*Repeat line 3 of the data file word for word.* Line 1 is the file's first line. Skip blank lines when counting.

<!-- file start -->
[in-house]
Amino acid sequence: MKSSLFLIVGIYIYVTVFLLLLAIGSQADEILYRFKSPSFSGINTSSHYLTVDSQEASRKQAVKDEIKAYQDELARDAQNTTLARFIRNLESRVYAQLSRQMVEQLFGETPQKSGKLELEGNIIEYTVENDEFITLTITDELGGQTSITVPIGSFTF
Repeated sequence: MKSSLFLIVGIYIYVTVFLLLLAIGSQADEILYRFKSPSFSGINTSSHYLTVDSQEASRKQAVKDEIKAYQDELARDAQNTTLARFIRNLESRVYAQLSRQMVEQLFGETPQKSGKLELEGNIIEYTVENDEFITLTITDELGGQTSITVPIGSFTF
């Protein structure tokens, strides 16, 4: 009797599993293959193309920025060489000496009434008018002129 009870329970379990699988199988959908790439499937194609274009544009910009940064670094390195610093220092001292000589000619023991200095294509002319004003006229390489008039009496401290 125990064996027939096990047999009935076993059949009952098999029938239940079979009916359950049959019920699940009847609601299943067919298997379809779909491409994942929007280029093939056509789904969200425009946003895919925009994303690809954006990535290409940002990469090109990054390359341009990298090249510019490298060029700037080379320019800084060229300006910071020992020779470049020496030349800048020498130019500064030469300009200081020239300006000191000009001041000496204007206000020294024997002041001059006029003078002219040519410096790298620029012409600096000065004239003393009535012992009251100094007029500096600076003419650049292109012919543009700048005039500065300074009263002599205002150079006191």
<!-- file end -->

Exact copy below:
Repeated sequence: MKSSLFLIVGIYIYVTVFLLLLAIGSQADEILYRFKSPSFSGINTSSHYLTVDSQEASRKQAVKDEIKAYQDELARDAQNTTLARFIRNLESRVYAQLSRQMVEQLFGETPQKSGKLELEGNIIEYTVENDEFITLTITDELGGQTSITVPIGSFTF